writefln(bottles," bottle",plural," of beer.");
         writefln("Take one down, pass it around,");
         bottles--;
         writefln(bottles," bottle",plural," of beer on the wall.\n");
     }
 }
 
 which actually raises a question if a function with no parens is legal or if 
 it's a bug that the above "plural" calls work. 

AIUI it's supposed to work. It's a property get. And even this works: writefln = "Take one down, pass it around,"; Stewart. -- -----BEGIN GEEK CODE BLOCK----- Version: 3.1 GCS/M d- s:- a->--- UB P+ L E W++ N+++ o K- w++ O? M V? PS- PE- Y? PGP- t- 5? X? R b DI? D G e++>++++ h-- r-- !y ------END GEEK CODE BLOCK------ My e-mail is valid but not my primary mailbox. Please keep replies on the 'group where everyone may benefit.
Jul 26 2005
parent reply "Ben Hinkle" <bhinkle mathworks.com> writes:
"Stewart Gordon" <smjg_1998 yahoo.com> wrote in message 
news:dc5lbe$u0d$1 digitaldaemon.com...
 Ben Hinkle wrote:
 <snip>
 cute - I added a variation on yours:

 import std.stdio;
 import std.string;
 void main() {
     int bottles = 99;
     char[] plural() {
         return bottles==1 ? "" : "s";
     }
     while (bottles != 0) {
         writefln(bottles," bottle",plural," of beer on the wall,");
         writefln(bottles," bottle",plural," of beer.");
         writefln("Take one down, pass it around,");
         bottles--;
         writefln(bottles," bottle",plural," of beer on the wall.\n");
     }
 }

 which actually raises a question if a function with no parens is legal or 
 if it's a bug that the above "plural" calls work.

AIUI it's supposed to work. It's a property get. And even this works: writefln = "Take one down, pass it around,";

But why would a top-level function (or a nested function in a top-level function) be considered a property? I'm tempted to say the current behavior is a bug. Properties should only be members of a struct or class (which would include static struct or class properties).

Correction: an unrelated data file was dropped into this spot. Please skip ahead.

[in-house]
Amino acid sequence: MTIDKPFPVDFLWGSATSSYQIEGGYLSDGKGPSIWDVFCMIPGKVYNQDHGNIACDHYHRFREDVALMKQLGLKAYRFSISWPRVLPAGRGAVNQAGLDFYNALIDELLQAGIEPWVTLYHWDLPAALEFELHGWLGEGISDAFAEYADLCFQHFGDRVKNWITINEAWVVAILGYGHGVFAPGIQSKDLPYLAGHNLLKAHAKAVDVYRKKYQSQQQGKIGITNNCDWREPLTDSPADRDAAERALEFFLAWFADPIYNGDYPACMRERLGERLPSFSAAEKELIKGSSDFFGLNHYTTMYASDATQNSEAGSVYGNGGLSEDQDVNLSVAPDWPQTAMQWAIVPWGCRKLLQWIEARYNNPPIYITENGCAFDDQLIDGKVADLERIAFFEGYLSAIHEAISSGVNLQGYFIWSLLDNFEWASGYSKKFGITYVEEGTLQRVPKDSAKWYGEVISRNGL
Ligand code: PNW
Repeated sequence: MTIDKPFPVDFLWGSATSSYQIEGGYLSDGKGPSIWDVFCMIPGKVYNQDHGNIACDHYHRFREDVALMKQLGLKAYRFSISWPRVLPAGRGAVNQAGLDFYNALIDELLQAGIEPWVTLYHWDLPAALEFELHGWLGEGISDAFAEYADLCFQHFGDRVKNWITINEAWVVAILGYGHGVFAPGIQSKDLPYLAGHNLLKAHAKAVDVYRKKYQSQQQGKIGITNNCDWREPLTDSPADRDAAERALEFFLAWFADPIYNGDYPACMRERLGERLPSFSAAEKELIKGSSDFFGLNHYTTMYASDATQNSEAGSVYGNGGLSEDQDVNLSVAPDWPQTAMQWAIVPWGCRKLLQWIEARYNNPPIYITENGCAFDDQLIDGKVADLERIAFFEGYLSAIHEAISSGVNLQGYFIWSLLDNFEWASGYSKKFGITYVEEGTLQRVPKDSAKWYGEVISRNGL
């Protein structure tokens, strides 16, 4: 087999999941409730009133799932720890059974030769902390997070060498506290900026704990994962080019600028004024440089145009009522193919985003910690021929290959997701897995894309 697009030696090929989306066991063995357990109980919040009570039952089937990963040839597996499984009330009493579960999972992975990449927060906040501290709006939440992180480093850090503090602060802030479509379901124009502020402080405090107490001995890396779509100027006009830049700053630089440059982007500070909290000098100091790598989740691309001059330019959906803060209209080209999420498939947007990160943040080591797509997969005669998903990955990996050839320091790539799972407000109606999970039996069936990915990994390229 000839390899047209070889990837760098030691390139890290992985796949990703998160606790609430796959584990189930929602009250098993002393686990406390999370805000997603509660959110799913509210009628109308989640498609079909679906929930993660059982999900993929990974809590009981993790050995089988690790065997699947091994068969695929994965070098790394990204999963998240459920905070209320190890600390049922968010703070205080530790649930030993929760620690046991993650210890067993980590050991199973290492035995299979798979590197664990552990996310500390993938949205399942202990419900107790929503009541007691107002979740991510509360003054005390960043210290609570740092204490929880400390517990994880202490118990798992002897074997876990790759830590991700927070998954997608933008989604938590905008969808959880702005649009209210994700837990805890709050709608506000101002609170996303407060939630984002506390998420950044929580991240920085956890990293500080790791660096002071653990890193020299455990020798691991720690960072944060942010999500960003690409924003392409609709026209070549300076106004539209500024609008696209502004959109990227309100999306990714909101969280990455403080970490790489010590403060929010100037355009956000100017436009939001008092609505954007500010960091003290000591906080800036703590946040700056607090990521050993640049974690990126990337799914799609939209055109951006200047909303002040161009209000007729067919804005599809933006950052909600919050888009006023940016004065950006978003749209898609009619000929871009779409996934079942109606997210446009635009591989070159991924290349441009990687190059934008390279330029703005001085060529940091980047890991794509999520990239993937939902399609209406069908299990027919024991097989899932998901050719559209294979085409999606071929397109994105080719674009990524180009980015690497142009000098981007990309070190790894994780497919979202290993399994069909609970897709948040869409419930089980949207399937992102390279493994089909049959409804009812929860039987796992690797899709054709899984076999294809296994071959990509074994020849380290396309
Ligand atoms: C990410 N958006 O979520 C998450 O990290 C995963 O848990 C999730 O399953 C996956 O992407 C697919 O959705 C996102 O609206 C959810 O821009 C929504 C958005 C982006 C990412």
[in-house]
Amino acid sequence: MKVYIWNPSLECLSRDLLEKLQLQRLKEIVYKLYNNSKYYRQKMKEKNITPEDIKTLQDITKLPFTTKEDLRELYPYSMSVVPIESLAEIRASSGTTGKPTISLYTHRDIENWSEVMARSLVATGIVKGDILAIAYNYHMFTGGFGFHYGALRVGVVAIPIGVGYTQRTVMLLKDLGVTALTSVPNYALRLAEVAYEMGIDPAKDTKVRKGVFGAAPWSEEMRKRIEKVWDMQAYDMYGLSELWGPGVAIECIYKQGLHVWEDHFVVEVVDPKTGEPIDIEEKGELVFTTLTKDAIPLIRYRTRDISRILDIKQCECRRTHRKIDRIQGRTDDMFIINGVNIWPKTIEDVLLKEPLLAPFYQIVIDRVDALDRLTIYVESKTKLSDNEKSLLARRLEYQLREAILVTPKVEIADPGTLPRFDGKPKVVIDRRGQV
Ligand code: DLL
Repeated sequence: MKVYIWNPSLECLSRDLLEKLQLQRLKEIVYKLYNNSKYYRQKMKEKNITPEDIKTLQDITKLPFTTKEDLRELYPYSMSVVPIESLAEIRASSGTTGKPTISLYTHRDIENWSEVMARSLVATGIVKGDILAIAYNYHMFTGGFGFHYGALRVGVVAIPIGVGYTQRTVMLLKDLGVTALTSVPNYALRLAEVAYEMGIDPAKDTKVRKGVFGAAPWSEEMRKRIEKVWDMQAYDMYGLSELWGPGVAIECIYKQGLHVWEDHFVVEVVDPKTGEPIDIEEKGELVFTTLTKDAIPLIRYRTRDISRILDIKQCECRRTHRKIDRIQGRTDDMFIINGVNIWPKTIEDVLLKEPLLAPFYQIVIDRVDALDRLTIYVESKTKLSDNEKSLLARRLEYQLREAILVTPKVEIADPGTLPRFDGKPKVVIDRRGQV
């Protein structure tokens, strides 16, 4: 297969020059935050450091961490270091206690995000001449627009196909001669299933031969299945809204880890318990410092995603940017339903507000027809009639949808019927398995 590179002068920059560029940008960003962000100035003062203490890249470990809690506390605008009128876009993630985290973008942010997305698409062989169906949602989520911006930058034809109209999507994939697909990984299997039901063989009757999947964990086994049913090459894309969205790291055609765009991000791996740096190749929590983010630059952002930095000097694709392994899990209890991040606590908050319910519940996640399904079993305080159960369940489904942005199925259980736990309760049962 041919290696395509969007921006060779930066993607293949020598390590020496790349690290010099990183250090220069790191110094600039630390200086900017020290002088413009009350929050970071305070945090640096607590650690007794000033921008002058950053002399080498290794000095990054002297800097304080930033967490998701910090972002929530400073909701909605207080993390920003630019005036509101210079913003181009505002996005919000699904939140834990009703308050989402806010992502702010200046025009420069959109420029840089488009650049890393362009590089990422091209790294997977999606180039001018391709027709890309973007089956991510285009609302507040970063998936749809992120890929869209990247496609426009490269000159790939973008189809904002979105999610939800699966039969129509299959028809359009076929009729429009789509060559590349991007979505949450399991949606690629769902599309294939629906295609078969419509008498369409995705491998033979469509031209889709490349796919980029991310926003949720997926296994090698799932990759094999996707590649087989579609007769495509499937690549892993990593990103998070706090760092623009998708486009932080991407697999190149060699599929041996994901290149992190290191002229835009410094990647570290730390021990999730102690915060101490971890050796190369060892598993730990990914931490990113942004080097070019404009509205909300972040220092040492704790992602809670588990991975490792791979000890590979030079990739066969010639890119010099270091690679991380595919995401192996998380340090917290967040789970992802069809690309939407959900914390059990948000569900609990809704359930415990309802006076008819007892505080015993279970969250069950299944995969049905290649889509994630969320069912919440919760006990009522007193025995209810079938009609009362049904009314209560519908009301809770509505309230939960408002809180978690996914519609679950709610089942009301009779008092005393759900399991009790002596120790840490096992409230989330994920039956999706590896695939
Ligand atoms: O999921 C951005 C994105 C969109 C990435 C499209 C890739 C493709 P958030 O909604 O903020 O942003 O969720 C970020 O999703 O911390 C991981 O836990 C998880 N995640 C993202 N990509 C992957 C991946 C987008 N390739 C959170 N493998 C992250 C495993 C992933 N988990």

Jul 26 2005
next sibling parent "Charles" <noone nowhere.com> writes:
I kind of like it , some languages ( pascal ? ) support calling functions
that take no arguments w/o parens .



"Ben Hinkle" <bhinkle mathworks.com> wrote in message
news:dc5m7h$uoj$1 digitaldaemon.com...
 "Stewart Gordon" <smjg_1998 yahoo.com> wrote in message
 news:dc5lbe$u0d$1 digitaldaemon.com...
 Ben Hinkle wrote:
 <snip>
 cute - I added a variation on yours:

 import std.stdio;
 import std.string;
 void main() {
     int bottles = 99;
     char[] plural() {
         return bottles==1 ? "" : "s";
     }
     while (bottles != 0) {
         writefln(bottles," bottle",plural," of beer on the wall,");
         writefln(bottles," bottle",plural," of beer.");
         writefln("Take one down, pass it around,");
         bottles--;
         writefln(bottles," bottle",plural," of beer on the wall.\n");
     }
 }

 which actually raises a question if a function with no parens is legal



 if it's a bug that the above "plural" calls work.

AIUI it's supposed to work. It's a property get. And even this works: writefln = "Take one down, pass it around,";

But why would a top-level function (or a nested function in a top-level function) be considered a property? I'm tempted to say the current

 is a bug. Properties should only be members of a struct or class (which
 would include static struct or class properties).

Jul 26 2005
prev sibling next sibling parent Stewart Gordon <smjg_1998 yahoo.com> writes:
Ben Hinkle wrote:
 "Stewart Gordon" <smjg_1998 yahoo.com> wrote in message 
 news:dc5lbe$u0d$1 digitaldaemon.com...

 AIUI it's supposed to work.  It's a property get.

 And even this works:

     writefln = "Take one down, pass it around,";

But why would a top-level function (or a nested function in a top-level function) be considered a property? I'm tempted to say the current behavior is a bug. Properties should only be members of a struct or class (which would include static struct or class properties).